THE MUMMY (2017)
2017, PG-13, 120 mins.
Tom Cruise as Nick Morton / Sofia Boutella as Princess Ahmanet / The Mummy / Annabelle Wallis as Jenny Halsey / Jake Johnson as Sgt. Vail / Courtney B. Vance as Colonel Gideon Forster / Russell Crowe as Dr. Henry Jekyell /
Directed by Alex Kurtzman / Written by David Koepp, Christopher McQuarrie, and Dylan Kussman
Tom Cruise hardly needs defending.
He's one of the
most dependably and consistently bankable movie stars on the planet and,
as far as his peers are concerned, is one of the pre-eminent cinematic showman of his
generation. He puts his body
and life on the limb for his art in incalculably crazy ways that has to be
commended. At a ripe, yet
super humanly youthful looking 54-years old, Cruise has demonstrated a
feverous performance commitment to even the most outlandish of films.
If you exclude his personal off-camera politics and beliefs, the
man deserves respect.
Yet, no amount of
stalwart performance dedication and good will from the Cruise-ian one can
help save THE MUMMY, a sluggishly paced, tonally bizarre, and mostly
scares-free supernatural horror thriller based on the iconic Universal
Studios monster film property. Neither
a remake of the pre-Code 1932 Boris Karloff starring vehicle of the same
name nor a sequel (for obvious reasons) to the delectably guilty pleasured
1999 Brendan Fraser vehicle, this latest iteration is more of a modern day
set re-imagining of the franchise in hopes of being a franchise starter to
the "Dark Universe", a new Universal produced series of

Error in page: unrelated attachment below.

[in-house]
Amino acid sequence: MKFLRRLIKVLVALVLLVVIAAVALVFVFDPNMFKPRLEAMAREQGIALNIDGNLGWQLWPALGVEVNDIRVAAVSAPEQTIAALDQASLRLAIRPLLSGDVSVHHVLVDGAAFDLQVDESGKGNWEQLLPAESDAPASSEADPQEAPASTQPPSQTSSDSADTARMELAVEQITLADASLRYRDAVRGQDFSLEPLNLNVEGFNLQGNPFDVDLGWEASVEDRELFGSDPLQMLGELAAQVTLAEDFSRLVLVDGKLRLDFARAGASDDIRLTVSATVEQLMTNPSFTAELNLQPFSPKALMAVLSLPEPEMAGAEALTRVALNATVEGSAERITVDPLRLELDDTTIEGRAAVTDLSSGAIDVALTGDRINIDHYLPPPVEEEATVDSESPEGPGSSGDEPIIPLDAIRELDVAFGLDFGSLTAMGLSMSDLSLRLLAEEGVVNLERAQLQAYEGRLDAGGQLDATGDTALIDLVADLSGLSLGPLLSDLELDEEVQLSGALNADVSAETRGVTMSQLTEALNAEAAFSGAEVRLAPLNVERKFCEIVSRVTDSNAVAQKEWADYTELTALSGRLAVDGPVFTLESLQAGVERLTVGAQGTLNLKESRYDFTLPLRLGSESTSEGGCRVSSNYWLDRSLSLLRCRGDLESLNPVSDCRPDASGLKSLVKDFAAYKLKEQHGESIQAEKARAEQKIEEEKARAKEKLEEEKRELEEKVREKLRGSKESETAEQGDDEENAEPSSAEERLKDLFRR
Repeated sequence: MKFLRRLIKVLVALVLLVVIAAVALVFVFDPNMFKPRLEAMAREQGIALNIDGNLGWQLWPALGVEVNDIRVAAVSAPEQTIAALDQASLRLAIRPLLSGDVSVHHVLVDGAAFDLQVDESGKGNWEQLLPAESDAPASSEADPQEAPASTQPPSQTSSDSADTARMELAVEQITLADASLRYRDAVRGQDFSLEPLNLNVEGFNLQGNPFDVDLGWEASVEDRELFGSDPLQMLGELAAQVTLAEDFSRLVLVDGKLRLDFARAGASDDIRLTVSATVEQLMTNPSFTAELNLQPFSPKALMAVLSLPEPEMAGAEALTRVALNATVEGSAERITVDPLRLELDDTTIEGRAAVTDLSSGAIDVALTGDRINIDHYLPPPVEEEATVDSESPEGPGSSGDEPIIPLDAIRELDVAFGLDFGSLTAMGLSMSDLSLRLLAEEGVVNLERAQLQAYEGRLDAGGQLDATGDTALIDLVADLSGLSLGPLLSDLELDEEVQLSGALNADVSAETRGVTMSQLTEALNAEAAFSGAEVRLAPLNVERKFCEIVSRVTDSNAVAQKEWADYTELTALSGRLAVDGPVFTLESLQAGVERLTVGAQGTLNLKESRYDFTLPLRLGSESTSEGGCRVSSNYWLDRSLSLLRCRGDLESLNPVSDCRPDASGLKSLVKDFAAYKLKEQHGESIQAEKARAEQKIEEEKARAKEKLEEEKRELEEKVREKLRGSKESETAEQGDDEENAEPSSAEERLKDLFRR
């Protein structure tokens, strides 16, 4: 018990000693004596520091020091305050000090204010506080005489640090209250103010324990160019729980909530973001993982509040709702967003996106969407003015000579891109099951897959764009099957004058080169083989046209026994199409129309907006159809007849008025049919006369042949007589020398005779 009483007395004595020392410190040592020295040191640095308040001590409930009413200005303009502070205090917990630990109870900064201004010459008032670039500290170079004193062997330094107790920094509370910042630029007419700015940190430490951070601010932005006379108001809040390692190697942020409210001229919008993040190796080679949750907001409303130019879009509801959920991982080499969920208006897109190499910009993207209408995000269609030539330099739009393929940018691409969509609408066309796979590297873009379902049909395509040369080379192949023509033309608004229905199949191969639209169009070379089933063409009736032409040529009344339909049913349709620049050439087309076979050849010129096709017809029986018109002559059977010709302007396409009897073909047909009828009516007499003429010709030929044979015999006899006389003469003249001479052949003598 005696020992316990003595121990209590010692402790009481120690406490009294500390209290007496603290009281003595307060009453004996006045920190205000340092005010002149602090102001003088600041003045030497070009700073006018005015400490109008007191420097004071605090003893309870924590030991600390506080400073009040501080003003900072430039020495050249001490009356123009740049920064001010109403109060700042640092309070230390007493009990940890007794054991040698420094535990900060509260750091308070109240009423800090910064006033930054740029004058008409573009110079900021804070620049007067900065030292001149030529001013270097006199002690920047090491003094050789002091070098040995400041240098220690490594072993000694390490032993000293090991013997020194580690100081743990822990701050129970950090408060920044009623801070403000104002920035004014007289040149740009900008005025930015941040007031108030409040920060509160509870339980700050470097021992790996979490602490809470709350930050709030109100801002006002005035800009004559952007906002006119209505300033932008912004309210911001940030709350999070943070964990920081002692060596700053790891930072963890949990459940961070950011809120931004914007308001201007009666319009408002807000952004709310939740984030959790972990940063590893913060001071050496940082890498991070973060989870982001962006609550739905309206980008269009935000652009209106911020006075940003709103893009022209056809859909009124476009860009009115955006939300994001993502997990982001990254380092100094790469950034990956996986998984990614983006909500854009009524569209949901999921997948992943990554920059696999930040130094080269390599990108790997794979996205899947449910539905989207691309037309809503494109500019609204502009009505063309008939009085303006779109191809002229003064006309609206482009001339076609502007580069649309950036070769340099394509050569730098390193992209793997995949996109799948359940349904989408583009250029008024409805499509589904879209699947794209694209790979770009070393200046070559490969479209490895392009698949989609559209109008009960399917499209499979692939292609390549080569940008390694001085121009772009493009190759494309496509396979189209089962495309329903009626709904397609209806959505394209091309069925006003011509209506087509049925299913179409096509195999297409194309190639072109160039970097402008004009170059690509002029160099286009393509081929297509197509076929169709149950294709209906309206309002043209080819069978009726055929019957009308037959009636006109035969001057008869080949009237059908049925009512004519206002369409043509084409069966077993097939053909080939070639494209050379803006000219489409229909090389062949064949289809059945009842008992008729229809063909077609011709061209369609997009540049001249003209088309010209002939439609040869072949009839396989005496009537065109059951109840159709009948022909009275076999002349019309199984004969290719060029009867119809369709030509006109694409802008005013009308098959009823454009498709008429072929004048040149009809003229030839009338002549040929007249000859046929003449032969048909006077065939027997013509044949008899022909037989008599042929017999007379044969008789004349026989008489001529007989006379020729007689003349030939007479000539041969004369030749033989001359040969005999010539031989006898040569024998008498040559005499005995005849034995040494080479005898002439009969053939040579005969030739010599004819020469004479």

films featuring a connective mythology with multiple monsters.
My main issue with this latest MUMMY is that it never drums up
the ominous creepiness of the black and white original or the Indiana
Jones adventure serial thrills of the '99 installment.
Mournfully, this Cruise led MUMMY can't ultimately decide on what
it wants to be, which has the negative whiplash side effect on viewers.
In actuality, the
only similarity between this Alex Kurtzman helmed effort (making his
directorial debut after penning scripts for THE
AMAZING SPIDER-MAN 2 and STAR
TREK: INTO DARKNESS) and the previous two well known MUMMY films is
that they all, yes, deal with reanimated corpses of the ancient dead.
The $125 million film begins with multiple flashbacks, the first
being in 1127 England regarding a group of crusaders returning to London
after a holy war in Egypt. The
second flashback goes way, way back to ancient Egypt and introduces us the
titular character, Princess Ahmanet (the exotically gorgeous Sofia
Boutella) as she plots and murders her way to the throne, but is then
captured, incarcerated, and then mummified and buried in a
sarcophagus alive as punishment for her multiple crimes.
All in all, it's a really lousy way to go.
epilogue is narrated with unintentionally humorous solemnity by Dr. Henry
Jekyell (yes...that one...played by a semi-hammy Russell Crowe), who
informs us that Ahmanet has been buried for centuries, only waiting to
find a way of resurrecting herself to unleash her supernatural powers and
revenge on the world (she's also waiting for, of course, a "chosen
one" mate that will assist her on her bloody plan of ultimate
comeuppance). This leads us
to modern day Iraq as we're introduced to Cruise's character, a military man
and "liberator of precious antiquities" (or thief), Nick, who
journeys to hostile war zones with his partner Chris (resident comic
relief sidekick Jake Johnson) in hopes of making huge scores and then
selling the artifacts on the black market.
The would-be funny banter between Nick and Chris during one
particularly violent standoff with Iraqi rebels strongly hints that the
script (the product of three writers) barely went past the rough first
radioed in air strike on their position inadvertently opens up a - wouldn't
ya know it - burial site that contains Ahmanet's tomb.
Rushing in to ensure that Nick doesn't claim all the glory of this
centuries-old Egyptian discovery is archaeologist Jenny (the fetching Annabelle Wallis),
a scorned ex-lover of Nick's that makes matters between them all the more
Nick becomes possessed by the spirit of Ahmanet and is plagued by
haunting visions, which culminates in the former Egyptian princess returning